This year was one of the roughest Christmas’s financially that we’ve honestly had in quite a while. But then again, does it really matter as I said in my last post here?
My kids didn’t get sheltered this year, and have received the same speech my job gives me every year. My job basically says, “You’ve performed great this year…but do to circumstances beyond our control like the economy, higher insurance costs, customers who aren’t increasing their orders…this is all we can do.”
So as my dad used to say, “Do you think the electric company, gas company, house note people tell me I don’t have to pay this month because it’s Christmas?”
Boy do I understand those words in a whole new way now. Perhaps more-so, because Lillpappa didn’t have Sallie Mae to throw in there as well!
However, Lillpappa would always try to get the three of us one “big” gift, and sometimes I could only imagine the looks on our faces when we unwrapped that gift.
This year I was again remembering one of the craziest gifts ever.
Let me set this one up.
This was around the time the Atari 2600 was jumping off the shelves. Kids in and out the ‘hood were getting this for a couple of Christmas’s and my brother, sister and I were expecting to finally get our family’s first video game system. So this Christmas was it, Black “Lillpappa” Santa was about to hook us up!
I can’t remember who opened it, but I just remember seeing that box and…what…what is THAT?
It was the Bally Astrocade! To this day, I have NEVER met anyone who had one of these systems. Let me repeat that, NEVER!
Now my dad is good for cutting-against-the-grain, but this might have been his best one ever. I’m sure this game system was a lot more powerful than we thought, but because it wasn’t an Atari, it didn’t matter to us too much. Obviously somebody else in this world had one because there’s a website HERE devoted to this great game system. Plus, it even has a wiki page!
“On the front of the unit was a 24-key “hex-pad” keyboard used for selecting games and options. Most cartridges included two games, and when they were inserted the machine would reset and display a menu starting with the programs on the cartridge and then listing the four built-in programs. On the back were a number of ports, including connectors for power, the controllers, and an expansion port. One oddity was that the top rear of the unit was empty, and could be opened to store up to 15 cartridges. The system’s ability to be upgraded from a Videogame console to Personal computer along with its library of nearly 30 games in 1982 are some reasons that made it more versatile than its main competitors, and was listed by Jeff Rovin as one of the seven major video game suppliers.”
Now, if you know Lillpappa, any look of disappointment would have meant that the bad-boy was going back to get returned and all we would have had to play with for Christmas would have been the wrapping paper! But reflecting on it today, he probably knew. The Atari was going for around $200, and that was in the late ’70s, so it would have been an extremely expensive purchase. But my dad still came through with something on that day when he didn’t have to do so. He always reminded us that he gave us Christmas all year long and that was no lie. Whether it was the trips to California, the Hot Wheels, baseball cards, GI Joes and dolls (the dolls were for my sister just so you all understand). We lacked nothing as we lived on his sole income in our household. Sure, I wanted whatever was hot at that time, (later it would be an Intellivision and Colecovision), but lacked nothing.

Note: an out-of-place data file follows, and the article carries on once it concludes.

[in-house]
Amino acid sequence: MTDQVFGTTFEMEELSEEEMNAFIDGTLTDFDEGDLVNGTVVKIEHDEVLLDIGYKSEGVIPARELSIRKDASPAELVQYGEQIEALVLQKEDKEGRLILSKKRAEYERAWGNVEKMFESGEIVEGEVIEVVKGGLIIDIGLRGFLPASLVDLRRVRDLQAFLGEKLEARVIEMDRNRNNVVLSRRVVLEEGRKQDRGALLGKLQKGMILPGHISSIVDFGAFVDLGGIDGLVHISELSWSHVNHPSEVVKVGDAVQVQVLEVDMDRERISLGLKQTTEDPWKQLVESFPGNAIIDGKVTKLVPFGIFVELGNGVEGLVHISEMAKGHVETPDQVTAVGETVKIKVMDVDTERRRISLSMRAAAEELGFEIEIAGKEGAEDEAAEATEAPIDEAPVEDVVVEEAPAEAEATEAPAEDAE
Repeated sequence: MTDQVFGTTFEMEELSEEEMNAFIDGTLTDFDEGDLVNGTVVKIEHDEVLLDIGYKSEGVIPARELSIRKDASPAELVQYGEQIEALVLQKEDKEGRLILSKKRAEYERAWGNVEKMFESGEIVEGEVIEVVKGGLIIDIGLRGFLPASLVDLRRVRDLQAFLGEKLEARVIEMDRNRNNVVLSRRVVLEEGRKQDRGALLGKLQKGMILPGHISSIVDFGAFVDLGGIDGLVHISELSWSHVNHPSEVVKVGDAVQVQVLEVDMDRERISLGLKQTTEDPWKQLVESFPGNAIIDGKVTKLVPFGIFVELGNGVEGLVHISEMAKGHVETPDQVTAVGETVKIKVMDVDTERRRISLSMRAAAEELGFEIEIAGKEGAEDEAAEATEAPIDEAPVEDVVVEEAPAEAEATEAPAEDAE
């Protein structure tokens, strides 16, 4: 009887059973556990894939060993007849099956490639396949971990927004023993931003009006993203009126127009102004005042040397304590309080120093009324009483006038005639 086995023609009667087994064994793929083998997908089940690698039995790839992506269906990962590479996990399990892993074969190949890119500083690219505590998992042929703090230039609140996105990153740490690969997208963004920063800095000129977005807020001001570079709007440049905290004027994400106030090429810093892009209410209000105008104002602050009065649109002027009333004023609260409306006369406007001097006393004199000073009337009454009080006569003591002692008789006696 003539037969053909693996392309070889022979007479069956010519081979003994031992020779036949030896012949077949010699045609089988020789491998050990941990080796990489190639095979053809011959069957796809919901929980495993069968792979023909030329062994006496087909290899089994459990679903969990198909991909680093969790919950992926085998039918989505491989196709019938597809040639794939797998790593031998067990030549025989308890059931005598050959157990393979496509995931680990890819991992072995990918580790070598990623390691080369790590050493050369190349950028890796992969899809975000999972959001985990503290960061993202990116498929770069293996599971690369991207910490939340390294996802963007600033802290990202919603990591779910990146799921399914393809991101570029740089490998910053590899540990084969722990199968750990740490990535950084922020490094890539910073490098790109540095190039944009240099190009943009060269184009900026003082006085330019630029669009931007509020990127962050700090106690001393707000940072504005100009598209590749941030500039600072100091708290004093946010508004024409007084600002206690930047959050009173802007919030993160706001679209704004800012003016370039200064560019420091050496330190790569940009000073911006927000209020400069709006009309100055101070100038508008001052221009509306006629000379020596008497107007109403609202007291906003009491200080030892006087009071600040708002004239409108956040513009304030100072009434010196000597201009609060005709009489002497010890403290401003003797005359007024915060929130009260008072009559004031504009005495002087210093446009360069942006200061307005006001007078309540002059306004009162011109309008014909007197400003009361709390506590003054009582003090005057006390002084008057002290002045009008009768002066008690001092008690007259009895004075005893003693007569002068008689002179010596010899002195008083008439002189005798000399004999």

So, not only am I thankful for my Savior this holiday season, I’m thankful for the sacrifices made by the real Santa Claus, the one that worked 16-hours shifts, drove some beat-up cars, paid for our private school, etc.. He did all of this when the lights, gas, insurance, mortgage company and so on still wanted their money by Christmas.
Thanks Dad. The older I get, the more I appreciate the sacrifices, and days like today amplify it even more for me.
Thank you Lord, for providing him a job, us a house, and plenty of food. I was a fat kid growing up so I certainly never missed a meal.
So as you open presents this morning, I leave you with a couple of jams that played in the background every year and a playlist that I put on every year with my family as well (sorry, no Bing Crosby in our house):
amen to that CSD.
that’s the lesson the retailors don’t want our kids to learn
And some of us fall right into it
I know, and if you don’t fall in, they make you feel guilty as if you “don’t provide the best” for your kids.